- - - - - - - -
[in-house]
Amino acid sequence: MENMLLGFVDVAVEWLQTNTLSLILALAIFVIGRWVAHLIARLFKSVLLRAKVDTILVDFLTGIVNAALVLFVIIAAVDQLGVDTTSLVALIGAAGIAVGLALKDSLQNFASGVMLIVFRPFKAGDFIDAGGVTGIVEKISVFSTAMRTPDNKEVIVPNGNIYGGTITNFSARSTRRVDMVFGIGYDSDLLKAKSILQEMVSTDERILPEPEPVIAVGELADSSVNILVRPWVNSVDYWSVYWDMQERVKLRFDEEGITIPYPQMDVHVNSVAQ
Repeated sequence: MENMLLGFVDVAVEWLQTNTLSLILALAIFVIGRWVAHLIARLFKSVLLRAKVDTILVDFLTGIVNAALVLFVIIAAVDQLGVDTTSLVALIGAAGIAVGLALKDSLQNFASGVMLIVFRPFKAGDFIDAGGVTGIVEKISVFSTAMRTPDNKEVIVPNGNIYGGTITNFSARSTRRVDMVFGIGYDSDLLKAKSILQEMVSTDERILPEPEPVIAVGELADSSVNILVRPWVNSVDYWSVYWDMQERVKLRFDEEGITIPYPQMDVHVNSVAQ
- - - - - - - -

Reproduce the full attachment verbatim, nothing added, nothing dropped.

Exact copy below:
[in-house]
Amino acid sequence: MENMLLGFVDVAVEWLQTNTLSLILALAIFVIGRWVAHLIARLFKSVLLRAKVDTILVDFLTGIVNAALVLFVIIAAVDQLGVDTTSLVALIGAAGIAVGLALKDSLQNFASGVMLIVFRPFKAGDFIDAGGVTGIVEKISVFSTAMRTPDNKEVIVPNGNIYGGTITNFSARSTRRVDMVFGIGYDSDLLKAKSILQEMVSTDERILPEPEPVIAVGELADSSVNILVRPWVNSVDYWSVYWDMQERVKLRFDEEGITIPYPQMDVHVNSVAQ
Repeated sequence: MENMLLGFVDVAVEWLQTNTLSLILALAIFVIGRWVAHLIARLFKSVLLRAKVDTILVDFLTGIVNAALVLFVIIAAVDQLGVDTTSLVALIGAAGIAVGLALKDSLQNFASGVMLIVFRPFKAGDFIDAGGVTGIVEKISVFSTAMRTPDNKEVIVPNGNIYGGTITNFSARSTRRVDMVFGIGYDSDLLKAKSILQEMVSTDERILPEPEPVIAVGELADSSVNILVRPWVNSVDYWSVYWDMQERVKLRFDEEGITIPYPQMDVHVNSVAQ